Be Careful With Coin

Coin sounds like something people would want. It’s an electronic device in a plastic case the size of a credit card that will contain all your credit card information.

Coin, the San Francisco company promoting the device of the same name, promises to declutter your wallet because you’ll no longer need to carry all your credit and ATM cards. Enter your credit card numbers into the device. Then, when you want to pay for something, scroll through and choose the one you want — the Coin device is swiped just like a regular card. You can also use it in card readers like ATMs.

Coin is not handing the cards out for review because they are not in production yet. It promises to have them ready by this summer. The company is raising money to build them by asking people to pay in advance. (All the ads you see online, and there are loads of them, are paid for with investors’ money, not those orders, the company says.)

It is being sold for $105, though if you order before the end of this week it is $55. (The company hinted that it might extend the discount longer.)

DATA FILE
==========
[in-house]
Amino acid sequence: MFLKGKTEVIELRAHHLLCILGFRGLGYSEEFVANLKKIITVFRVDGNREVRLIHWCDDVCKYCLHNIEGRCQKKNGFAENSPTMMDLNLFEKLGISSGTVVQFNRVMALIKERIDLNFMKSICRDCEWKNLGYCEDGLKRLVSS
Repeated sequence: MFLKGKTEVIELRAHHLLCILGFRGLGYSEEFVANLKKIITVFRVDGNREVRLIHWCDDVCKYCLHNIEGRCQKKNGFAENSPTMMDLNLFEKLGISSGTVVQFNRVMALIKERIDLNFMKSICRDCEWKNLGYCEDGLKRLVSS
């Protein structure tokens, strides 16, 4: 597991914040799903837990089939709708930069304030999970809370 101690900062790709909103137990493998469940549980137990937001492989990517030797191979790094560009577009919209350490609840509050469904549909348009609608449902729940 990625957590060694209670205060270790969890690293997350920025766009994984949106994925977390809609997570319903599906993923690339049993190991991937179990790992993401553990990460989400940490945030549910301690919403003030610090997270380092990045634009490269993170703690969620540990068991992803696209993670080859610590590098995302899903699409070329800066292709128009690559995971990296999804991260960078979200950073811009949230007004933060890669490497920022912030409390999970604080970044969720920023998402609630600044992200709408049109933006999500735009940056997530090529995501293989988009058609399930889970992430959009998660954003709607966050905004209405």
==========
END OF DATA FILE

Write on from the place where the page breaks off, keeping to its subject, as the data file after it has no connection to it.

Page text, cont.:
But here are two things to think about. First, the device, by the company’s own admission deep on its website, will last only two years. The battery cannot be recharged, so if you find the device useful, you’ll need to shell out another $100 to keep using it. So think of it as a $50-a-year subscription, if that helps it go down easier.

Consider this as well: When you buy it, you are agreeing to terms of service that give you no protection. Should something go wrong — name your worst fear: the device broadcasts your credit card numbers, it is hacked, the site containing your encrypted numbers is hacked, the numbers are improperly encrypted, merchants refuse it — it’s not Coin’s problem. The company says it is confident it will work as promised. “We stand by our product,” a spokeswoman emailed.

But only in a very limited-liability kind of way. Consider this sentence in the agreement: “You are solely responsible for your own losses or losses incurred by Coin and others due to any unauthorized use of your account.” If the card is lost, stolen or damaged: Your problem.

A number of reporters have raised security concerns, and the company has said it will address those in future devices — which you’ll have to buy if you want them.

The company also says that if the service doesn’t work as promised, well, also your problem. It might give you $5 back, but it doesn’t have to.

Source: NYT